In the twenty-first century, educational success is largely determined by the government. The government puts in place a series of goals that evaluate children as young as three against measures of socialisation, reading proficiency, an understanding of numbers, the ability to answer questions in an acceptable, established manner, and later – during GCSEs and A levels – the ability to pass exams in up to twelve subjects and write essays in a strictly approved fashion.
Success in school requires hard work and a competitive approach to study on the part of students – but more to the point, a successful student is one capable of achieving goals as defined by the exam graders, as defined by the government.
A successful student is one capable of matching learning to this very specific series of goals.
In other words, a child who reads all day is not a successful student. A child who writes brilliantly and with a distinctive voice but can’t spell, is a failure. A child who loves history but can’t write an essay in the approved manner, is doomed. A child who loves stories, who loves to dream, who makes unusual connections, whose brain works in unconventional, peculiar ways – but who can’t multiply 11 x12 – is not a successful student.
Successful students must sit still and concentrate for long periods of time, temporarily memorise large amounts of information, understand and achieve received goals, think inside the box. A desire to please and a willingness to conform are key.
The least successful children in this sausage factory will be branded from the age of five. Children with parents or carers who don’t talk or read to them enough are most likely to fall into this category of early failures. As are dyslexic children. Or eccentric thinkers. An irregular schedule, disorderly home life and financial instability all interfere with the attainment of ‘success’ as determined by the government.
Less support at home, fewer books, a less regular schedule, a less orderly home life, less healthy meals, less consistent love – all these economic or emotional disadvantages further condemn the five year old to failure. Food banks, immigration problems, substance abuse problems, unemployment, parental absence or mental illness – all of these elements interfere with the attainment of ‘success’ as determined by the government.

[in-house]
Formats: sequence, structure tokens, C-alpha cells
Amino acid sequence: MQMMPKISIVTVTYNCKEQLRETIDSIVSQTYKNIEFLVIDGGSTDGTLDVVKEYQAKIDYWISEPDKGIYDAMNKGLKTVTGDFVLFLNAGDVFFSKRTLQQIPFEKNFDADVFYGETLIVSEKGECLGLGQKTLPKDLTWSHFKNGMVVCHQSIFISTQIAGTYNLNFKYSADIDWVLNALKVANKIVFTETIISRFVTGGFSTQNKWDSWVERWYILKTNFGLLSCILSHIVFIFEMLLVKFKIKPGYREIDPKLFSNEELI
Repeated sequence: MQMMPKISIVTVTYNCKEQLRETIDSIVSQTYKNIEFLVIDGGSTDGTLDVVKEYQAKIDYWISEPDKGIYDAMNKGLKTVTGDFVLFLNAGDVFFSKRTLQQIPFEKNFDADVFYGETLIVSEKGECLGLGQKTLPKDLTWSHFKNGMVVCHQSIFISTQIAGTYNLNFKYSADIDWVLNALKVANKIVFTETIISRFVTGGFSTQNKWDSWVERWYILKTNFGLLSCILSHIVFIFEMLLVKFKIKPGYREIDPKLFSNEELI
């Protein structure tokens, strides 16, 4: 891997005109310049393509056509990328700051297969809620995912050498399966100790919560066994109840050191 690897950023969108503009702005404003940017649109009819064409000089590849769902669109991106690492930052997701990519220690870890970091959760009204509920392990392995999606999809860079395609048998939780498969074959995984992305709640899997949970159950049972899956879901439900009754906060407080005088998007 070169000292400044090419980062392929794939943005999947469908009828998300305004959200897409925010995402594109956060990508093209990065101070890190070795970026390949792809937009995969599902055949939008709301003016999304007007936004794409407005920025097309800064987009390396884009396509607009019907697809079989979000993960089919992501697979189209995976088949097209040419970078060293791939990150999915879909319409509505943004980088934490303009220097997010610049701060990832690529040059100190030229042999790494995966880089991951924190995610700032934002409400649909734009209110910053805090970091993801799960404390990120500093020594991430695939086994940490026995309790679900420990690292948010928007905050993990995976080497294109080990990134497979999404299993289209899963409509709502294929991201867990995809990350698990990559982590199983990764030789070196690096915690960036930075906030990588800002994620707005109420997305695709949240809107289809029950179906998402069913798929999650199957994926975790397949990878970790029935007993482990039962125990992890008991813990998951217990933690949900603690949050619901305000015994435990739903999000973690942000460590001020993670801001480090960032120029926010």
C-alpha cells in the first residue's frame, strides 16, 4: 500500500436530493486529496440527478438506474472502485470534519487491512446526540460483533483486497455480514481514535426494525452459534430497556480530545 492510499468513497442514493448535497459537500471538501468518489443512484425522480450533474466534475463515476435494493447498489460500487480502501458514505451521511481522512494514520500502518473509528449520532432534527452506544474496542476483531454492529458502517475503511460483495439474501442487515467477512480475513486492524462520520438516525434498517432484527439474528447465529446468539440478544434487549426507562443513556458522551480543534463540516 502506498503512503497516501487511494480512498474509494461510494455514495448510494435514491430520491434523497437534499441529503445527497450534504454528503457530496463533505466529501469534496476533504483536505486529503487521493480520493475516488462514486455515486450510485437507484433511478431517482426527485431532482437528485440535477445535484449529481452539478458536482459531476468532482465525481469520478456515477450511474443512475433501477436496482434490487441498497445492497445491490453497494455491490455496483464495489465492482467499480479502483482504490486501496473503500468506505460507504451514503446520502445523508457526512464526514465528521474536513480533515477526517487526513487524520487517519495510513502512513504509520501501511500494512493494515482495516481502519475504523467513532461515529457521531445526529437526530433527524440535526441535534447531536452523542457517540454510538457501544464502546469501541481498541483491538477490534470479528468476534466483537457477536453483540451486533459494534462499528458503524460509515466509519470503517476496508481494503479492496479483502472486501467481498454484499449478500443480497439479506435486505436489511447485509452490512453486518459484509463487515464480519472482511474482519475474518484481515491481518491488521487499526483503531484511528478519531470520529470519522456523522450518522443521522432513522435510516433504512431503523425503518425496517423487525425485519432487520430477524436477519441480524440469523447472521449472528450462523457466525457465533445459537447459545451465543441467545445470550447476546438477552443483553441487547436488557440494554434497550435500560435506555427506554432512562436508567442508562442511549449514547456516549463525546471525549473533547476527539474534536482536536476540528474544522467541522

I see them when I visit secondary schools – the children branded failures because they can’t get on in school. Because they’re bored, or not very verbal, or not very good at sitting still and taking information in as required in a classroom situation – or the ones who just don’t see why thirteen years of their lives should be spent taking exams they’re not good at, absorbing information in a manner that hasn’t changed much in two hundred years. ‘Not a student’ is a label that has condemned decades of children to a diminished sense of what they’re capable of in life. When in fact all it means is, ‘does not thrive within government parameters’.
Do I buy into the idea that these students are without value? Of course not. Put them in a different sort of learning environment or teach them something that stimulates their imaginations and they’ll be fine. But sit them in a classroom for thirteen years with a series of targets chosen by a government that knows nothing at all about education and they’re doomed.
In contrast, the most successful children in this whole process of learning and taking exams will get all A*s and go to Oxford or Cambridge, after which they will go on to have what most people consider to be the most successful lives – the best jobs, the highest salaries, large and comfortable and expensive houses and cars.
In a 2014 book, Excellent Sheep: The Miseducation of the American Elite and the Way to a Meaningful Life, award winning American essayist and educator William Deresiewicz concerned himself with what’s going at the top level of American education: